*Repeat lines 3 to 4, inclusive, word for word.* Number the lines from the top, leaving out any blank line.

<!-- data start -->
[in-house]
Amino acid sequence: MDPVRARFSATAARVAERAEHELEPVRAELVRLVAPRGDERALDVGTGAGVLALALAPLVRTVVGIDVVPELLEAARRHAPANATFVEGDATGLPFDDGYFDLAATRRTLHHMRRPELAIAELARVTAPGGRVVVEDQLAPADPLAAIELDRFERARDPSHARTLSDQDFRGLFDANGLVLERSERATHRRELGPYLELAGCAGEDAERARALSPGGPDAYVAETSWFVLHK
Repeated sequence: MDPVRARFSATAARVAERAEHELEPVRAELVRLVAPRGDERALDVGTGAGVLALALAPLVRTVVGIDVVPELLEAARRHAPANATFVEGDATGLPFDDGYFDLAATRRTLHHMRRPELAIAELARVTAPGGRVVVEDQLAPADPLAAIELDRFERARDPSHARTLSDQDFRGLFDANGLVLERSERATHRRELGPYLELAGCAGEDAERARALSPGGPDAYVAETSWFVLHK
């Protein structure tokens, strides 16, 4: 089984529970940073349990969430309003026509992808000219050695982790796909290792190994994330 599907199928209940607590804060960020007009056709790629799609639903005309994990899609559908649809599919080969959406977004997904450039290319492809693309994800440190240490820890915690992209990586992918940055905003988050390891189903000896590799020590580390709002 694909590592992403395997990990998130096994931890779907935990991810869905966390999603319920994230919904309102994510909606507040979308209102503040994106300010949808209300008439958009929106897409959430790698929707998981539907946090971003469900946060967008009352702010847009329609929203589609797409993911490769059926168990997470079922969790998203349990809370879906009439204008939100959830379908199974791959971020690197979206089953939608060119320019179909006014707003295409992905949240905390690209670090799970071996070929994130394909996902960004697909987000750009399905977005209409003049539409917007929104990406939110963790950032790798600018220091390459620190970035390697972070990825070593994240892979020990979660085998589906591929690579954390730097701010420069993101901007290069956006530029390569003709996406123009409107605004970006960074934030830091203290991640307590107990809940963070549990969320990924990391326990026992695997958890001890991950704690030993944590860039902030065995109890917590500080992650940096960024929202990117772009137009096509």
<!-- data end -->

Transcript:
Repeated sequence: MDPVRARFSATAARVAERAEHELEPVRAELVRLVAPRGDERALDVGTGAGVLALALAPLVRTVVGIDVVPELLEAARRHAPANATFVEGDATGLPFDDGYFDLAATRRTLHHMRRPELAIAELARVTAPGGRVVVEDQLAPADPLAAIELDRFERARDPSHARTLSDQDFRGLFDANGLVLERSERATHRRELGPYLELAGCAGEDAERARALSPGGPDAYVAETSWFVLHK
């Protein structure tokens, strides 16, 4: 089984529970940073349990969430309003026509992808000219050695982790796909290792190994994330 599907199928209940607590804060960020007009056709790629799609639903005309994990899609559908649809599919080969959406977004997904450039290319492809693309994800440190240490820890915690992209990586992918940055905003988050390891189903000896590799020590580390709002 694909590592992403395997990990998130096994931890779907935990991810869905966390999603319920994230919904309102994510909606507040979308209102503040994106300010949808209300008439958009929106897409959430790698929707998981539907946090971003469900946060967008009352702010847009329609929203589609797409993911490769059926168990997470079922969790998203349990809370879906009439204008939100959830379908199974791959971020690197979206089953939608060119320019179909006014707003295409992905949240905390690209670090799970071996070929994130394909996902960004697909987000750009399905977005209409003049539409917007929104990406939110963790950032790798600018220091390459620190970035390697972070990825070593994240892979020990979660085998589906591929690579954390730097701010420069993101901007290069956006530029390569003709996406123009409107605004970006960074934030830091203290991640307590107990809940963070549990969320990924990391326990026992695997958890001890991950704690030993944590860039902030065995109890917590500080992650940096960024929202990117772009137009096509």